Money Munchers: 7 Everyday Addictions That Are Stealing Your Savings

by Banks
Addictions Stealing Your Savings

Saving money is hard at the best of times, but it is virtually impossible when you indulge in expensive habits. Believe it or not, you probably harbor quite a few costly addictions that are preventing you from maintaining a healthy bank account. To take a step toward solvency, you must analyze how you are spending your money — and understand which of these high-priced addictions you truly do not need.

1. Fresh Produce

Fresh fruits and vegetables are the cornerstones for a healthy diet, but most people just let their produce rot in their fridge while they consume less nutritious processed foods, instead.

A report from the Natural Resources Defense Council states that Americans throw away about $156 billion-worth of food every year, which figures to about 20 pounds of food per person going to waste every month. If you chose to eat that healthful, fresh food instead of tossing it in the trash, you could save about $500 every year.

2. Cars

We could wax poetic about the savings you could accrue from ditching your wheels entirely — besides the initial purchase investment, most Americans pay about $5,000 per year in fuel, maintenance, registration, and insurance; in contrast, even the most expensive public transit systems cost about $1,000 per year — but a more helpful discussion might be the bad driving habits that are costing you money. Aggressive driving practices like speeding and hard stopping put extra stress on your car, causing it to wear out sooner and waste fuel, costing you untold amounts of money at the pump and in the shop.

3. Coffee

You have probably heard time and again how much of your savings is regularly eaten up by your morning coffee runs; even a single, 14-ounce cup of black from the neighborhood donut shop costs more than $2 per day, or about $730 per year. In comparison, brewing your own coffee at home costs about $180 per year, and that is using high-quality, name-brand grounds. Of course, you could kick your coffee habit entirely — and miss out on the expected hikes in coffee costs — but then you probably wouldn’t get out of bed.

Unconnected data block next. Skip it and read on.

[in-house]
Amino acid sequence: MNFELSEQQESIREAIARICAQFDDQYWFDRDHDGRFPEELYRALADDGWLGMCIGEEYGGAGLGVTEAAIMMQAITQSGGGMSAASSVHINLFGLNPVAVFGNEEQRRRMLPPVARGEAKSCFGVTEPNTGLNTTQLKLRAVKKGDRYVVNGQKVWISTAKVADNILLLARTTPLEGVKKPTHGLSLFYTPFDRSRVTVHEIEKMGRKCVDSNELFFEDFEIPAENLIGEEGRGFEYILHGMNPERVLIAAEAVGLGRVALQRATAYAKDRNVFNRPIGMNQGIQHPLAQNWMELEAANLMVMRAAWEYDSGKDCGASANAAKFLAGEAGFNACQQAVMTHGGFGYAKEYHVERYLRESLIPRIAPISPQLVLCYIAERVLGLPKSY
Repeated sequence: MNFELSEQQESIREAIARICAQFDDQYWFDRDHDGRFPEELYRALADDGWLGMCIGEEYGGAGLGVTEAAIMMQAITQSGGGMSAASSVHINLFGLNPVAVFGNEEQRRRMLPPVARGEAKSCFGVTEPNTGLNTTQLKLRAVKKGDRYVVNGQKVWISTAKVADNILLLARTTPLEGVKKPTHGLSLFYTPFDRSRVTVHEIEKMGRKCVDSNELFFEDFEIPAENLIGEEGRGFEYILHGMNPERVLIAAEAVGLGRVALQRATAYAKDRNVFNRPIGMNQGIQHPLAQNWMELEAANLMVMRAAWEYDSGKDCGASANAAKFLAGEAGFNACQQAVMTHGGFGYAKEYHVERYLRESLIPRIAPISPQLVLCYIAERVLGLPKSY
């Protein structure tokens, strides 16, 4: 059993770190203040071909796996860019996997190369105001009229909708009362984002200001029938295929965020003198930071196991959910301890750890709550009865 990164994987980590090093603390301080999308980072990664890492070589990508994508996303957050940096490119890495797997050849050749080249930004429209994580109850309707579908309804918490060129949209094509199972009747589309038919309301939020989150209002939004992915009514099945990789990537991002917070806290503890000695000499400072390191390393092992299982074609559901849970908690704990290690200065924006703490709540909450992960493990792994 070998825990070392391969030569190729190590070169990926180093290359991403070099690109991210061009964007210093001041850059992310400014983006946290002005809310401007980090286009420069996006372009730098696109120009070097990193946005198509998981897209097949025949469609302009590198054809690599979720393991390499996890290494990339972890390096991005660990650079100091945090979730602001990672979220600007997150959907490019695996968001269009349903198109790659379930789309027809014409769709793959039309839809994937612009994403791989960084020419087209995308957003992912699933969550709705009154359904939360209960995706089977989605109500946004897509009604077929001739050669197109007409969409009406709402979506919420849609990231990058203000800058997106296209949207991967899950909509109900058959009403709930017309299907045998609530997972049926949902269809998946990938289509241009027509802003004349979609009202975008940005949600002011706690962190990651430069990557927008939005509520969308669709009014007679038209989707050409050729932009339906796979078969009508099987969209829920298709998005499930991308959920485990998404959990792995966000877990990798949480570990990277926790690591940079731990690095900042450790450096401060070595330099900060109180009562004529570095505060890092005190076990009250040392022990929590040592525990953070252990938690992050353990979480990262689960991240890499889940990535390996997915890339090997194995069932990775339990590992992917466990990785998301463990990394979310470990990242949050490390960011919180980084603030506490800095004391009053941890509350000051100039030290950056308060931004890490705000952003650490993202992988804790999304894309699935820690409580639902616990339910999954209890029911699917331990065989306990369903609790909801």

4. Cocktail Hour

The other end of your workday could be burning a hole in your wallet, too. While it is refreshing to spend an hour or so at your favorite bar with your friends and co-workers, the cheapest drinks you can get — namely, bottled beers — is still marked up at least 300 percent. More likely, you are drinking draft beers (closer to 400 percent mark-up) or, worst of all, cocktails (ranging in mark-up from name-brand liquors at 400 percent mark-up or well drinks at more than 1,200 percent mark-up). By inviting your buddies over and splitting a bottle, you could save thousands of dollars every year.

5. Cigarettes

The costs of cigarettes are nearly incalculable — but that doesn’t stop researchers from trying. Depending on how much you smoke and how much cigarette packs cost in your area, you could spend as much as $1.5 million on tobacco in your lifetime, and that number doesn’t include your personal out-of-pocket health care expenses.

Plus, the American Lung Association claims that American smokers cost the nation more than $333 billion in health care costs, which trickle down to you in the form of higher taxes. To save money, you should try using smokeless e-cigarettes, which will help you save money overall, in the long run.

6. Gym

Contrary to popular belief, you don’t get healthier by being a gym member — you get healthier by working out. The most popular gym business model is built on attracting and retaining people who don’t go to the gym: They hide serious fitness equipment in the back; they host community nights with fat-building foods and activities; they advertise low annual rates. If you aren’t a born gym rat, you aren’t going to become one by spending $20 every month. Instead, you should look for exercise activities that you will actually do, especially if they let you leave the gym behind.

7. Laziness

You can clean your house. You can mow your lawn and trim your trees. You can paint your fingernails. So, why are you paying someone else for services you can easily perform yourself? Of course, there is a handful of reasons paying for such services might be mandatory; you might be in poor health or your time might already be consumed with other jobs. However, with some DIY once a month or so, you could shave thousands off your annual expenditures.